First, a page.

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National Restaurant Association - Allergy-friendly practices to protect guests and increase your business

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Allergy-friendly practices to protect guests and increase your business

Accommodating customers with food allergies is no small task. More than 250 food allergens have been identified, and 15 million Americans diagnosed with food allergies look to dine where they feel safe. This large market needs to feel confident in your restaurant’s food safety protocol. When you go the extra mile to meet guests’ needs, strong customer loyalty and repeat business result.

During an educational session at the 2015 National Restaurant Association Hotel-Motel Show, a panel of food safety experts shared their food allergen acumen with industry owners and operators.  Here are some of the key takeaways:

  • Train your staff how to handle food allergens. A reputable program such as ServSafe Allergens drives home critical information you need to keep your restaurant safe for guests. “Incorporate your employees into your process. They start buying into it and feel more confident in what they’re doing,” says William Weichelt, ServSafe director.
  • Involve a certified manager for the entire duration of your guest’s visit. He or she acts as a knowledge center on behalf of your restaurant and creates an open, honest dialogue with customers. A trained manager should be present during every shift. Training other front-of-house and back-of-house employees is also recommended.
  • Create a back-of-house system for allergen-specific equipment. Consider using color-coded, allergen-specific plateware, prepware and other equipment. If a guest is concerned about cross-contamination, you can offer to show him or her your allergen-specific tools.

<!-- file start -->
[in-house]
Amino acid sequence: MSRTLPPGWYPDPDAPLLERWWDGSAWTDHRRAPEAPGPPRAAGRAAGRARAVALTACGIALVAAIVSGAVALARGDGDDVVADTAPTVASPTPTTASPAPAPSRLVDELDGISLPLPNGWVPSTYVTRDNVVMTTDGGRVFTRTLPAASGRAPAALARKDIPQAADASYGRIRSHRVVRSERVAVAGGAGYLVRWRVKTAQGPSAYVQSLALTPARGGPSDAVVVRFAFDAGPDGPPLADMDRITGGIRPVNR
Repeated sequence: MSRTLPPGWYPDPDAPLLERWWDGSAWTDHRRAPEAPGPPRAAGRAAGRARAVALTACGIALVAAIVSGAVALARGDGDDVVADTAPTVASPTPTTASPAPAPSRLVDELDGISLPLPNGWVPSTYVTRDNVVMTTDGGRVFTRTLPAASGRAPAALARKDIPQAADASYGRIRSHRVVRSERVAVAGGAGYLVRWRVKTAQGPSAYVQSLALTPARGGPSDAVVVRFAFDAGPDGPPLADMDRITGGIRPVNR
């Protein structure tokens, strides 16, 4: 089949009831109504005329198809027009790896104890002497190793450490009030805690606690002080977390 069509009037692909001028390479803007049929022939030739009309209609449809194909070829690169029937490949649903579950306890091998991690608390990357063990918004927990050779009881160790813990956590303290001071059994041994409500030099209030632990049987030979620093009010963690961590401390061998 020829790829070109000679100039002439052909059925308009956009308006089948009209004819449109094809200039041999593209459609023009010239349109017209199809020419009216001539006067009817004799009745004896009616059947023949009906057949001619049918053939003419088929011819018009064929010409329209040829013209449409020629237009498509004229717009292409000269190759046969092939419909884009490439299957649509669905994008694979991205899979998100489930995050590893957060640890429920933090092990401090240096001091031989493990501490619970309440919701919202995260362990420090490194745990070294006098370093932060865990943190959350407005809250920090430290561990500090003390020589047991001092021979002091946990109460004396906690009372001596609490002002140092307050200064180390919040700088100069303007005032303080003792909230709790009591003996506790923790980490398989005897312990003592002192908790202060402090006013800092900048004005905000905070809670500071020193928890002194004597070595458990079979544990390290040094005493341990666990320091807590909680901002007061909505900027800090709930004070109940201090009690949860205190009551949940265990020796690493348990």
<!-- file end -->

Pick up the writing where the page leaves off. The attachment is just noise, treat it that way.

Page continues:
• Make ingredient lists available to guests. They know their allergy better than you do, and thus will likely know the names of ingredients or sub-ingredients that may be red flags for them.
  • Sub-out widely used allergens. If possible, isolate ingredients or recipes that could trigger a common allergy. For example, P.F. Chang’s China Bistro now uses wheat-free soy in lieu of regular soy in all of its marinades.
  • Never guess. If employees are asked a food allergy question that they can’t answer, they should reach out to a manager who can. If your restaurant cannot confidently satisfy a guest’s request, expressly communicate this.  As Patrick Yearout, panel moderator and director of training at the Seattle-based Ivar’s Restaurants said, “You’re not going to be the right place for everyone, but try to make [your restaurant] the right place to go for as many people as possible.”
  • Invest in allergy-specific technology. Natalie Krusemeier, director of training for the 7-unit, Chicago-based Colonial Café, says the company’s POS system has an allergen key. When pressed by a front-of-house staffer, the back of the house knows of the allergy, and a manager then becomes involved. According to P.F. Chang’s China Bistro chef Jim McCurley, P.F. Chang’s utilizes an allergen matrix that can scrub the menu for allergens, so staff can present allergen-affected guests with a menu tailored to their needs.

For additional information regarding food allergens, you can reference FARE, Food Allergy and Research and Education group, and CHART, the Council of Hotel and Restaurant Trainers.

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